Mills: Before the Civil War, in the North, there was already freedom for blacks, so there was a discourse around respectable occupations for African Americans in this free society. For much of the antebellum period, folks like Frederick Douglass were writing against what they termed “color-line barbers,” who only allowed white customers in their shops. They argued that this smacked too much of slave labor, and if African Americans were going to be taken seriously, they needed occupations that were manly, respectable, and skilled. Douglass didn’t rail against black barbers in the South because he understood that they were in a slave society and couldn’t cater to African Americans. The system wouldn’t allow that to happen.
But after the Civil War, barbers in both the North and South were targeted by black communities for refusing to shave black men. In 1875, Congress passed a civil rights act as part of Reconstruction that guaranteed African Americans access to public places of accommodation. During Reconstruction, black barbers were coming to terms with this law, which was really meant to target white store owners, but it resulted in all sorts of protests against black barbershops who refused to serve the black community.
“It was at this barbershop that he gained a glimmer of awareness of the larger black freedom struggle.”
However, many of the barbers who only served white men were still deeply engaged in black communities. Take George Myers, who became a barber in the 1880s in Cleveland, Ohio. Myers was the barber to William McKinley before McKinley was elected president, as well as a prominent businessman named Marcus Hanna. Hanna was the Karl Rove of the late 19th century, helping McKinley get elected and raise funds. Hanna was an instrumental person for the Republican Party.
What’s interesting is that Hanna selected Myers to organize black voters in Cleveland and greater Ohio. Myers became the intermediary between African Americans and the Republican Party, so much so that when McKinley was elected, Myers got a flood of letters from African Americans in the South saying, “I heard that McKinley was elected president. Congratulations on all your work. Can you put in a good word for me for this job here in Mobile, Alabama?” People knew that Myers had the ear of the president, this proximity to the seat of power. Even though Myers only served white men in his shop, African Americans felt that if he could deliver those political resources to black communities, it wasn’t an issue.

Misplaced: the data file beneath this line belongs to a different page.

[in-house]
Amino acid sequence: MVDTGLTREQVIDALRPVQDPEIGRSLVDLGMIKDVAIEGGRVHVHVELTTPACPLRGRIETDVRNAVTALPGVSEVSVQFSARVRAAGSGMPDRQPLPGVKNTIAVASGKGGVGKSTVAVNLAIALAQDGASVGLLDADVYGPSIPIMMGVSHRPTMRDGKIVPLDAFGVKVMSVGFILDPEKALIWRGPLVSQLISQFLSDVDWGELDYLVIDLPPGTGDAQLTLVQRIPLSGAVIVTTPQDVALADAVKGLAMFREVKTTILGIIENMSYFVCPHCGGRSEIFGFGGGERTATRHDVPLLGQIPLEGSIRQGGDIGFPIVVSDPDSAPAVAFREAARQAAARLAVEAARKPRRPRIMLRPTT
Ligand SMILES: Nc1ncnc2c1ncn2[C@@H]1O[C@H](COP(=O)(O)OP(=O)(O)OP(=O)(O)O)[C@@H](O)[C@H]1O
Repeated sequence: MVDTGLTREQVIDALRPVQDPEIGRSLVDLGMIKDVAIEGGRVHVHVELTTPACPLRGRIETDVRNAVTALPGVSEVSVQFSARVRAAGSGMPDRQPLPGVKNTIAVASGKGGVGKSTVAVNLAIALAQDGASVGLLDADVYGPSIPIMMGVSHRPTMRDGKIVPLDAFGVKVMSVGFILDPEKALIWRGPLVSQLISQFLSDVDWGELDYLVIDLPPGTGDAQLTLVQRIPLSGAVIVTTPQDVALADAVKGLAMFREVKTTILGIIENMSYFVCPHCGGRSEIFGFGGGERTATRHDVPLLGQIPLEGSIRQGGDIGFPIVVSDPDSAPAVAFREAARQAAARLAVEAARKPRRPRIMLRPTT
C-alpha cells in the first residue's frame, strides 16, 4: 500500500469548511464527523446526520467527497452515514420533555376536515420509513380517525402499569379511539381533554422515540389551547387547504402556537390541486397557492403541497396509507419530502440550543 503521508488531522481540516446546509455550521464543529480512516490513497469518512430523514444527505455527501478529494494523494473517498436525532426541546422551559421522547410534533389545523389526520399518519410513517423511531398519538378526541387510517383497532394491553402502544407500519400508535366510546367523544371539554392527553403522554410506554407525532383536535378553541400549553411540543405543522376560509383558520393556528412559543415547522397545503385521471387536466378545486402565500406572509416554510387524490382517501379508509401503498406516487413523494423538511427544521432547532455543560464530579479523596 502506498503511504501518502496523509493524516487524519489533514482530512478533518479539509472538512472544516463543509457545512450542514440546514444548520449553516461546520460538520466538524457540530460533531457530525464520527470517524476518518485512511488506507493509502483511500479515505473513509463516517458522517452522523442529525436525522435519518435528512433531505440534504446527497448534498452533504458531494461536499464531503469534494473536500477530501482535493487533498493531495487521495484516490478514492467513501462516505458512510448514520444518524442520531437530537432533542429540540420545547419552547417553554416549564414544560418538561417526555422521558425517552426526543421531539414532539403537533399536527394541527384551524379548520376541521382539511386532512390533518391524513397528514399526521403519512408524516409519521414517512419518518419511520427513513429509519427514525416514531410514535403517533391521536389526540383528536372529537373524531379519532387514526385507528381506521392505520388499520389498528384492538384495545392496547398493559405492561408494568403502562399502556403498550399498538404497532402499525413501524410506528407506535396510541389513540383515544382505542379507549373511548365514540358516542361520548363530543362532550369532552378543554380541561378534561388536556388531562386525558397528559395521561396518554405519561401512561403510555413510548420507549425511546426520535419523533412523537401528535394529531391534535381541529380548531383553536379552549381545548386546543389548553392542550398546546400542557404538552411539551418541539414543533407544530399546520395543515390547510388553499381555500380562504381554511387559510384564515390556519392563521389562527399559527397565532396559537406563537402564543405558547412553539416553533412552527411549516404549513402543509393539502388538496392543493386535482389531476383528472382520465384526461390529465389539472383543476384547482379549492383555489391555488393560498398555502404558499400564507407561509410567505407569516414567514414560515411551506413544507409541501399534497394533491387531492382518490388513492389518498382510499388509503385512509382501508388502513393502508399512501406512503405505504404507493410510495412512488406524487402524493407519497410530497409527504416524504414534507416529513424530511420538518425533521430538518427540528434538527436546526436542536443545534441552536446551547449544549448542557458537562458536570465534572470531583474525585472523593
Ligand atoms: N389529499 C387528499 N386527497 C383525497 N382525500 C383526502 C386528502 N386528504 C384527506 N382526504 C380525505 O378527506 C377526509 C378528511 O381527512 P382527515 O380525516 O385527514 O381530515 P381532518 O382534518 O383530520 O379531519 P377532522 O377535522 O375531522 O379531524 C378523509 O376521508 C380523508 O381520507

This example extends to other prominent barbers like Alonzo Herndon in Atlanta, Georgia, and John Merrick in Durham, North Carolina. All three of these men were born in the 1850s and came to prominence in the 1880s and 1890s. Merrick and Herndon used the resources from their barbershops to found life insurance companies—Atlanta Life for Herndon and North Carolina Mutual for Merrick—that still exist today. That suggests the level of wealth these men had and that they were central figures of the black political class, bar none.
Folks like Merrick and Herndon used the economic resources from their barbershops to establish insurance companies because existing companies like MetLife weren’t insuring African Americans. They used their resources in support of black communities. Reconciling the individual and collective interests in the post-Civil War period was complicated.
Alonzo Herndon and John Merrick both came out of the South after the Civil War when cities like Atlanta and Durham emerged. Many barbers saw white industrialists relocating to particular cities and recognized a burgeoning and lucrative market. The only thing that changed in the South was that you now had more African Americans speaking out against black barbers who were exclusively shaving white men. The larger argument was that slavery didn’t exist anymore, so you were no longer bound to these kinds of demarcations. But as we know, the end of slavery didn’t necessarily mean the birth of freedom. It meant the birth of a new kind of bondage.
We know there wasn’t a lot of money in the post-emancipation South because of the war’s destruction. We know that African Americans were pushed into sharecropping situations, which meant perpetual debt and no spending money. As a result, black barbers were making problematic yet rationalized decisions about their clientele.
Collectors Weekly: Did African American activists promote different careers in lieu of barbering?